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03
Jul

Whole Exome Sequencing (WES)

by | in Blog | 0 comments


Whole exome sequencing (WES) represents a significant breakthrough in clinical genetics as a powerful tool for etiological discovery in neurodevelopmental disorders. The high diagnostic yield of WES supports its use in pediatric neurology practices. It may also lead to earlier diagnosis, impacting medical management, prognostication, and family planning. WES therefore serves as a critical tool for the childneurologist. Having said that a number of challenges need to be resolved before whole exome sequencing can be implemented as a standard of care in the clinical setting.

The three challenges that were most consistently reported by technology users were that of incidental findings, variants of unknown significance, and the cost of the technology. Although a small number of challenges, notably communication with patients, education of clinicians, and patients’ turnaround time, were reported differently in articles focusing on cancer, rare diseases or all diseases, and in articles from different countries, most challenges were discussed similarly across diseases and countries (data not shown).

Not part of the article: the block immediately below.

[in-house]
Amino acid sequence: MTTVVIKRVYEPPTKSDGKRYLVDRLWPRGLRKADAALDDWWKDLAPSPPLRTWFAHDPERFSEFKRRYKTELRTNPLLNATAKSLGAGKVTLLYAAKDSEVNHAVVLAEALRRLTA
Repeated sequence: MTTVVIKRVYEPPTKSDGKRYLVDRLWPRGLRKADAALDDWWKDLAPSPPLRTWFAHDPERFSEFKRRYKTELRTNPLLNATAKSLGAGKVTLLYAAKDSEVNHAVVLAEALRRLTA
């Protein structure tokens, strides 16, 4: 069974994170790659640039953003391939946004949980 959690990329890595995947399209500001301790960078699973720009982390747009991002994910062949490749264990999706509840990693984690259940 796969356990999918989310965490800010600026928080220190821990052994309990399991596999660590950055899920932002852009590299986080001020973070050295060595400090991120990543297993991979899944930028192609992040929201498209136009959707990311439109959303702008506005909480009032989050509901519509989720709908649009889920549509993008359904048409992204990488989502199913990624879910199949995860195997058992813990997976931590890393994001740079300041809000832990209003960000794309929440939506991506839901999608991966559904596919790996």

WES is already used in the clinical setting, and may soon be considered the standard of care for specific medical conditions, most notably for the identification of mutations contributing to rare genetic diseases. Clinics in the USA, France and the Netherlands already report promising results from the systematic use of NGS in hundreds of patients. Yet, technology users are calling for certain standards and guidelines to be published before this technology replaces more focused approaches such as gene panels sequencing. In addition, it is clear that a number of infrastructural adjustments will have to be made for clinics to store, process and analyze the amounts of data produced by WES.

The interpretation of this data requires specially trained staff, and patients and families must also be adequately prepared to deal with WES test results. Some intermediary solutions may be found, such as the one suggested by Topper et al.: “In the near term, we suggest that many of these technical and ethical challenges may be alleviated by a targeted analysis approach, in which the full exome sequence is generated in patients, but analysis is initially limited to those genes already known to play a role in the presenting disorder”. At Kids Neuro Clinic and Rehab Center we do refer patients for whole exome sequencing for evaluation of unexplained delayed milestones ,epilepsies, metabolic diseases and many more.

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